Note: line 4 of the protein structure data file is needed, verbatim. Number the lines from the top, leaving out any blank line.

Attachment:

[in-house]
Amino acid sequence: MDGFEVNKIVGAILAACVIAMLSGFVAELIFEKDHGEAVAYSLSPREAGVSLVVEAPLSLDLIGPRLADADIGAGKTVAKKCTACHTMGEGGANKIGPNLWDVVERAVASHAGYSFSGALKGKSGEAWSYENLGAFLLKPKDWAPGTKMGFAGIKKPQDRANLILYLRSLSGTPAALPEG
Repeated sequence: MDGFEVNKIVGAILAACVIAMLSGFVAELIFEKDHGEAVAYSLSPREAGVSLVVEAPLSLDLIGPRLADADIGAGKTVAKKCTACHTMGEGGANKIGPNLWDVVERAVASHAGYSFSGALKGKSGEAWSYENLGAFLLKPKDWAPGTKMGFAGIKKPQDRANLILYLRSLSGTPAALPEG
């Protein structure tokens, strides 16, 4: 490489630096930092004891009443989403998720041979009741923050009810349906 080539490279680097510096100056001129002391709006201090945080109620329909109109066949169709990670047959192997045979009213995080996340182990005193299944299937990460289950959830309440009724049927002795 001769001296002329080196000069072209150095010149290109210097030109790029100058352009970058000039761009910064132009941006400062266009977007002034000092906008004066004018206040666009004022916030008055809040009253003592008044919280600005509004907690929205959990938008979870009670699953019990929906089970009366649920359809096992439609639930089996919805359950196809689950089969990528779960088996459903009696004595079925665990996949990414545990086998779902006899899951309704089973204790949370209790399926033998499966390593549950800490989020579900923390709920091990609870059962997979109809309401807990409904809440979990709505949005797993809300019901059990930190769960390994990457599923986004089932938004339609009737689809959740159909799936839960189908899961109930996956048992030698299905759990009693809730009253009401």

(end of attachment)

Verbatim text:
């Protein structure tokens, strides 16, 4: 490489630096930092004891009443989403998720041979009741923050009810349906 080539490279680097510096100056001129002391709006201090945080109620329909109109066949169709990670047959192997045979009213995080996340182990005193299944299937990460289950959830309440009724049927002795 001769001296002329080196000069072209150095010149290109210097030109790029100058352009970058000039761009910064132009941006400062266009977007002034000092906008004066004018206040666009004022916030008055809040009253003592008044919280600005509004907690929205959990938008979870009670699953019990929906089970009366649920359809096992439609639930089996919805359950196809689950089969990528779960088996459903009696004595079925665990996949990414545990086998779902006899899951309704089973204790949370209790399926033998499966390593549950800490989020579900923390709920091990609870059962997979109809309401807990409904809440979990709505949005797993809300019901059990930190769960390994990457599923986004089932938004339609009737689809959740159909799936839960189908899961109930996956048992030698299905759990009693809730009253009401």